- Turmoil In The Electrified Bike World: There is growing concern that the Federal government is going to have to step in and regulate the electrified bicycle market. Too many unregulated and non-class-compliant models are causing issues in terms of safety. Whether this is in the form of battery standards or over-all standards set to regulate the entire electric systems of these vehicles is yet to be determined. But make no mistake, something is going to happen. In my opinion, the Fed sees electrified bicycles as not so much of an equivalent/alternative to automobiles but as a recreational vehicle. Therefore, in my opinion, the "fix" will be applied with a hammer and much as we saw with mopeds in the 1980's, there will be regulations put in place which will push electrified bikes off the public roadways. How this affects the traditional LBS electrified bike market is yet to be determined, but since most of that is off-road, MTB related, I don't see a lot of issues here besides making the prices higher yet.
Just as an aside, I had to source some repair parts for my job at the Cedar Valley Bicycle Collective recently. My observation was that stock levels have ballooned significantly since late last Fall. For a while there in 2022 I couldn't find any inner tubes, for instance, and when they did come in stock, the prices were far higher than I remembered. Now? There are literally thousands of tubes in stock in any given size and the prices have relaxed a bit. This follows with many items once deemed scarce to non-existent over the past three years.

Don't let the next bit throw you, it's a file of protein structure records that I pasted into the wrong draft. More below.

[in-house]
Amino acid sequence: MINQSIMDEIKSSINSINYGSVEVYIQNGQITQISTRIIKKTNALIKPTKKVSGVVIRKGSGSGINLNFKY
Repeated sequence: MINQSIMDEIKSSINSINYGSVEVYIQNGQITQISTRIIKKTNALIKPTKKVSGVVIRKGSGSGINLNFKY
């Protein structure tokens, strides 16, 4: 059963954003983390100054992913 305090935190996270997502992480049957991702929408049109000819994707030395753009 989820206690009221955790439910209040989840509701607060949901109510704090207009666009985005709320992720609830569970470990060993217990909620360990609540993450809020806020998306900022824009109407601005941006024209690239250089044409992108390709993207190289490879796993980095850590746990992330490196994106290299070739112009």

So, by every metric I can gather, this year will be one to remember for far different reasons than the past two to three years were in the cycling business. I expect some more, major, even shocking cycling related news stories to drop throughout this year. Stay tuned! It's going to be a bumpy ride!
No matter how this goes, someone needs to put the Craigslist and eBay yahoos in their place. The highly inflated pricing on new, used, or "OE" components is ridiculous. I find it concerning when the ads are listed as if the item is sold by an individual "oh the bike is not my fit" on multiple bikes in series. Obviously, a business getting over with fake price increases and zero warranty liability.
Over in my corner of the industry its been really slow so far this year. I'm in the shipping department and there has been a lot of sitting around the last couple of weeks. Concerning.
@ teamdarb - Most certainly there are charlatans trying to profit excessively on those channels or that are on there masquerading as private individuals when in reality they are retailers. But I think no matter what happens, you'll always have some of that. Hucksters and snake oil sales people will never be totally eradicated. Caveat emptor!
@Daniel - Ooof! Let's hope that things pick up for you soon!